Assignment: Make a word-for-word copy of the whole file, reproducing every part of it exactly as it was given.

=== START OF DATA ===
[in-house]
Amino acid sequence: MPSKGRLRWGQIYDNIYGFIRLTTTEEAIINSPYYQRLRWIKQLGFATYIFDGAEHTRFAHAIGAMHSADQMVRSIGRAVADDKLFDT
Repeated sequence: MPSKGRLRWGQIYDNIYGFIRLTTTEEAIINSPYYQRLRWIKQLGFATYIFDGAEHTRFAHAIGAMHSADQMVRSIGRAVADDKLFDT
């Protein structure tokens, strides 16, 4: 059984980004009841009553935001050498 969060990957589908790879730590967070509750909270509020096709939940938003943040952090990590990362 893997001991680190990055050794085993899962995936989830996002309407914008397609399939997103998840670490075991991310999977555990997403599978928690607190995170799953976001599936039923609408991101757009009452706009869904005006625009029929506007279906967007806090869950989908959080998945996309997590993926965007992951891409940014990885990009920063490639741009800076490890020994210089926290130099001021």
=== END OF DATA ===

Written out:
[in-house]
Amino acid sequence: MPSKGRLRWGQIYDNIYGFIRLTTTEEAIINSPYYQRLRWIKQLGFATYIFDGAEHTRFAHAIGAMHSADQMVRSIGRAVADDKLFDT
Repeated sequence: MPSKGRLRWGQIYDNIYGFIRLTTTEEAIINSPYYQRLRWIKQLGFATYIFDGAEHTRFAHAIGAMHSADQMVRSIGRAVADDKLFDT
């Protein structure tokens, strides 16, 4: 059984980004009841009553935001050498 969060990957589908790879730590967070509750909270509020096709939940938003943040952090990590990362 893997001991680190990055050794085993899962995936989830996002309407914008397609399939997103998840670490075991991310999977555990997403599978928690607190995170799953976001599936039923609408991101757009009452706009869904005006625009029929506007279906967007806090869950989908959080998945996309997590993926965007992951891409940014990885990009920063490639741009800076490890020994210089926290130099001021």